1. Strong governed consortium that produces credible results and act as the neutral facilitator of its members. XBRL is being developed by an international nonprofit consortium with the representation of major companies, organizations and government agencies with over 500 members represented by 27 countries. XBRL is being mandated already in several parts of the world such as Spain, China and India. Gaining agreement on a UPC symbol was no doubt a success, but if we could learn one thing from its success, it is that it took a strong transparent governing structure to manage both supply chain participants and their competitors and act as the neutral facilitator of its members. XBRL International has been around since 1998 and is growing everyday with members and jurisdictions representing the whole financial and business reporting supply chain and the marketplace can very clearly point to the consortium as a fundamentally strong organization acting as the neutral facilitator of its members.

  1. Key stakeholders support the standard. If getting the support from well-respected executives in the market place was the only key element to success then XBRL would be a slam dunk. Securities and Exchange Commission Chairman Cox is one of the greatest supporters. The AICPA provided the infrastructure to host the XBRL International organization until last year when it was spun off to become an independent not-for-profit organization. However, we need many more influential leaders in the community to step up and encourage others to participate in XBRL’s development so that we can truly start saving billions of dollars annually.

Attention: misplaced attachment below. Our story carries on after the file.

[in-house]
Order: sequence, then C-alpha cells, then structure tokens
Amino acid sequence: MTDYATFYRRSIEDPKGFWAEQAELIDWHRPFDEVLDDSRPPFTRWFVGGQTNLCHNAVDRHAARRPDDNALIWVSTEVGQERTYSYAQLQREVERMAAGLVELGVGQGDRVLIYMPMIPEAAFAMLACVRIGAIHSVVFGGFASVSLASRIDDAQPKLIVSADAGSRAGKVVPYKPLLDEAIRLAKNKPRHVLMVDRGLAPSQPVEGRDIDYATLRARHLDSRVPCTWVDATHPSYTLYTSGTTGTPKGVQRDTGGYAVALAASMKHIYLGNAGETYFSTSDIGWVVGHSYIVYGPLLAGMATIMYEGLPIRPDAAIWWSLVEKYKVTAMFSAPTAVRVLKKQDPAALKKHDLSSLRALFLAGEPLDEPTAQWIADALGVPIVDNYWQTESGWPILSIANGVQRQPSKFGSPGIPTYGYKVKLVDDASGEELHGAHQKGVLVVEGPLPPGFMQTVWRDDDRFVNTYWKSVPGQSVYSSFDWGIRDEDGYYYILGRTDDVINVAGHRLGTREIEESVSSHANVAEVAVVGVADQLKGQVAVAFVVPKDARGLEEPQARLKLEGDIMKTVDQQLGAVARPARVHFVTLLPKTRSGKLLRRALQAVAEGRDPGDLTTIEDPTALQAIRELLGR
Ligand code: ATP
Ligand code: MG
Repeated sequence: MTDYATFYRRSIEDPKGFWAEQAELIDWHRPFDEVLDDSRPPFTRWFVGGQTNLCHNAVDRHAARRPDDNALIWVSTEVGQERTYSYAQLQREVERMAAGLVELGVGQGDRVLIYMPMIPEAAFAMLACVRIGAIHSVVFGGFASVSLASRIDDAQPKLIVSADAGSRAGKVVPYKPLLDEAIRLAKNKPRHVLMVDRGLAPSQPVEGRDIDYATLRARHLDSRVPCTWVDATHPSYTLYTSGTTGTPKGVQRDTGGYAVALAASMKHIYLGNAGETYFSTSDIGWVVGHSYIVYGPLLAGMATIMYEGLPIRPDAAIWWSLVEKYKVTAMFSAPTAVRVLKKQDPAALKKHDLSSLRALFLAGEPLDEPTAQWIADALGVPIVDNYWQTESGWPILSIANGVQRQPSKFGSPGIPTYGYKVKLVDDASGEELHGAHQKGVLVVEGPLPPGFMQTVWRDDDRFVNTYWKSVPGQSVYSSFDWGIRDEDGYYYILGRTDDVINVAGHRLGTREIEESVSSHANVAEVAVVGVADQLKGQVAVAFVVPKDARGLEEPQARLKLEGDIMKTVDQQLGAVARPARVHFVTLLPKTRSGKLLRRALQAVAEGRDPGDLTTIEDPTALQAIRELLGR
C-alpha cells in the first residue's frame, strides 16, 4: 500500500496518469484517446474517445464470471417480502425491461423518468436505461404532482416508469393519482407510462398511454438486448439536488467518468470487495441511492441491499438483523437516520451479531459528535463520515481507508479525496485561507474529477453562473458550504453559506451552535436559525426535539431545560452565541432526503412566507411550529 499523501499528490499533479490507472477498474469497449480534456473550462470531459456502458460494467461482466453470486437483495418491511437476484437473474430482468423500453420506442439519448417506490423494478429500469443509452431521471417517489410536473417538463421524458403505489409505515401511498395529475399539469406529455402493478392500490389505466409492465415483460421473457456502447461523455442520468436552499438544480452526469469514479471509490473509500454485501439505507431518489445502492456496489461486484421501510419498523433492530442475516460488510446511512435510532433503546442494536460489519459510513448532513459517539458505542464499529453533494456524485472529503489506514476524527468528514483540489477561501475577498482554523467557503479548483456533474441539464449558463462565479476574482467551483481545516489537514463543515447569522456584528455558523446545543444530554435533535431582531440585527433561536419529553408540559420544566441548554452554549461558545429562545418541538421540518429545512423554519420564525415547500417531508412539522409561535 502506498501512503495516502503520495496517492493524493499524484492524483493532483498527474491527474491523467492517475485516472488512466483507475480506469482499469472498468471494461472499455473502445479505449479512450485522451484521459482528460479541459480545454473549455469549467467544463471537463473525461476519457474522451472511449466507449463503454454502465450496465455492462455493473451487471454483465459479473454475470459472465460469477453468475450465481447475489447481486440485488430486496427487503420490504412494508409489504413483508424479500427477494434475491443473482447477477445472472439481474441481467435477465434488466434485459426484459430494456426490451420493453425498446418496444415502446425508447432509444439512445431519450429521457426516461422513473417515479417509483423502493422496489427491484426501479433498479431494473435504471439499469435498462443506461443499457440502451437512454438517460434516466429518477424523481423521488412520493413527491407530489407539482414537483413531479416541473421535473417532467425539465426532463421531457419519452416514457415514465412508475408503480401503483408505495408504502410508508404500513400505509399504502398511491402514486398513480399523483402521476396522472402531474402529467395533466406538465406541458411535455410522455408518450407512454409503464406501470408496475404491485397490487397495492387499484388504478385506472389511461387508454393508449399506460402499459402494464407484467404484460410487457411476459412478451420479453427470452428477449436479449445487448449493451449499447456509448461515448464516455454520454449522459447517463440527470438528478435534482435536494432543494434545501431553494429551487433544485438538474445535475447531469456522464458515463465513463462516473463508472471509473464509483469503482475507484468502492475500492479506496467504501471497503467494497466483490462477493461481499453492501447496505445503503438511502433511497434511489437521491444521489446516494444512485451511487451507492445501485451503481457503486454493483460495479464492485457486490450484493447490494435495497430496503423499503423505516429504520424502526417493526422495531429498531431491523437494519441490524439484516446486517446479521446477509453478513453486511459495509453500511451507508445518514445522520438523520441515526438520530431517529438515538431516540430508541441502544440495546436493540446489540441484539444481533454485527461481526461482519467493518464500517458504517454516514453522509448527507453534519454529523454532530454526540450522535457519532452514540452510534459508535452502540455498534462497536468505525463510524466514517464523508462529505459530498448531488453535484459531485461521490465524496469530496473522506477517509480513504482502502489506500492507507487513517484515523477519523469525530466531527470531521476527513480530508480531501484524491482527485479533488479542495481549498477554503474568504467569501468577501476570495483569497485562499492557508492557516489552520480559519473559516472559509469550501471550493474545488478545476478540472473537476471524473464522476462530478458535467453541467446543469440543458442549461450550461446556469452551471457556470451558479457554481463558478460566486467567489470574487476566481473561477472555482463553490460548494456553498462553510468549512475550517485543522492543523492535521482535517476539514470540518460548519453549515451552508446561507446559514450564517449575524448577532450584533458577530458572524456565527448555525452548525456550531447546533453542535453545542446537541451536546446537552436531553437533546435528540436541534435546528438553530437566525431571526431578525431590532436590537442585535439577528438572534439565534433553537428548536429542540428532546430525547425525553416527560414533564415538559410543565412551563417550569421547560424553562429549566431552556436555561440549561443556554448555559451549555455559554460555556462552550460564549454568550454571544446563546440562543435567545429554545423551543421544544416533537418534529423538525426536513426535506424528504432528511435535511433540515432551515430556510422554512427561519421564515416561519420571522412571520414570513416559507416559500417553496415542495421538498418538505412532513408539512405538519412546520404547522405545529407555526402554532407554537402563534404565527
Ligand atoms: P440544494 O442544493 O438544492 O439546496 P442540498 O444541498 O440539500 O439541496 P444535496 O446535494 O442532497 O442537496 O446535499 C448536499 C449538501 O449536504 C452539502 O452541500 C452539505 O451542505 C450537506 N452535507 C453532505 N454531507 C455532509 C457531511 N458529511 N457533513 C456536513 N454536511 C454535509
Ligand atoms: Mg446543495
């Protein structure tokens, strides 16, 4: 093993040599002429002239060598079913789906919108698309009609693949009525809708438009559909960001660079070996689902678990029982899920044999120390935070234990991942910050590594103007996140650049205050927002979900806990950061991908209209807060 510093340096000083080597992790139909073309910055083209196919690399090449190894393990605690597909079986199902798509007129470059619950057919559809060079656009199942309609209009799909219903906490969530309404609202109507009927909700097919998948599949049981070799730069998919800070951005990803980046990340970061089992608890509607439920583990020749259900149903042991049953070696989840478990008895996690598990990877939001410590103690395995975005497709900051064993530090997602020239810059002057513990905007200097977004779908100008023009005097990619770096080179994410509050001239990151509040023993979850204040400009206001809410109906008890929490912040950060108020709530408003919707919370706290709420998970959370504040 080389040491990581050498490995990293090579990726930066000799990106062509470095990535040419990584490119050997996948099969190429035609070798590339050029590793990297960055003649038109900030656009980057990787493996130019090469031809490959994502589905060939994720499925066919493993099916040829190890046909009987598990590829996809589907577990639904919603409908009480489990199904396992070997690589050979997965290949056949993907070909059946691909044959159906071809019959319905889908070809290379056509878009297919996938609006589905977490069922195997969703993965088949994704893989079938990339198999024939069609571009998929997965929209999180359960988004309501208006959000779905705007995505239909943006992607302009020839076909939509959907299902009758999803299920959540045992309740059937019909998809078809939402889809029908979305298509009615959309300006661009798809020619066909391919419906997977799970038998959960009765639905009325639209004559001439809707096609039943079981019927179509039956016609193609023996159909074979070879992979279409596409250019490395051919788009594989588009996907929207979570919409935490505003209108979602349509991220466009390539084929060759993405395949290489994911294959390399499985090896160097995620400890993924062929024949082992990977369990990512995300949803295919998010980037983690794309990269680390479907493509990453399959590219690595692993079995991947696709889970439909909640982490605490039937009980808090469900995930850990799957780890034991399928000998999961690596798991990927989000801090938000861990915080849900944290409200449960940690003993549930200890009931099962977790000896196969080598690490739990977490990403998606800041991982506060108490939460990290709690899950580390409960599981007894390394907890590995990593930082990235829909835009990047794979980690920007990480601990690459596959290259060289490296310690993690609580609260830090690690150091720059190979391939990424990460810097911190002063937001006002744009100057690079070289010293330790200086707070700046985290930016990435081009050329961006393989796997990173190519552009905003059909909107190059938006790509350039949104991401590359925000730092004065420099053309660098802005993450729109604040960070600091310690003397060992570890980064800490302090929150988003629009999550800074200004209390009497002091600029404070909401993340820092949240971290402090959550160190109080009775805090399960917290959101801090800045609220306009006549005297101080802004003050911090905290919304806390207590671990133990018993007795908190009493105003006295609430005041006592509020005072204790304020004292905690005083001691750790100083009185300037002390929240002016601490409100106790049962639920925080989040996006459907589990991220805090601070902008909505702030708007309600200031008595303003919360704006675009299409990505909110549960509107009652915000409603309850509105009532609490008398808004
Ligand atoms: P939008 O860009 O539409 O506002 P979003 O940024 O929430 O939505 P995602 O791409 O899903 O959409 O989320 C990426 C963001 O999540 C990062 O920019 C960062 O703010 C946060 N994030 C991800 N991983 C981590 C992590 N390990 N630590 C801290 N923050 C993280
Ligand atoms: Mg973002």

1. Technical specification delivers reliable product to the market. Widespread trust that technology will prevail as the de facto standard is very important. This is why once everyone has placed their input into the technical standards development, they must go back to their firms and implement the standard into their core business-reporting processes. Only then can we one day claim that over 90 percent of financial and business reporting information is available in XBRL.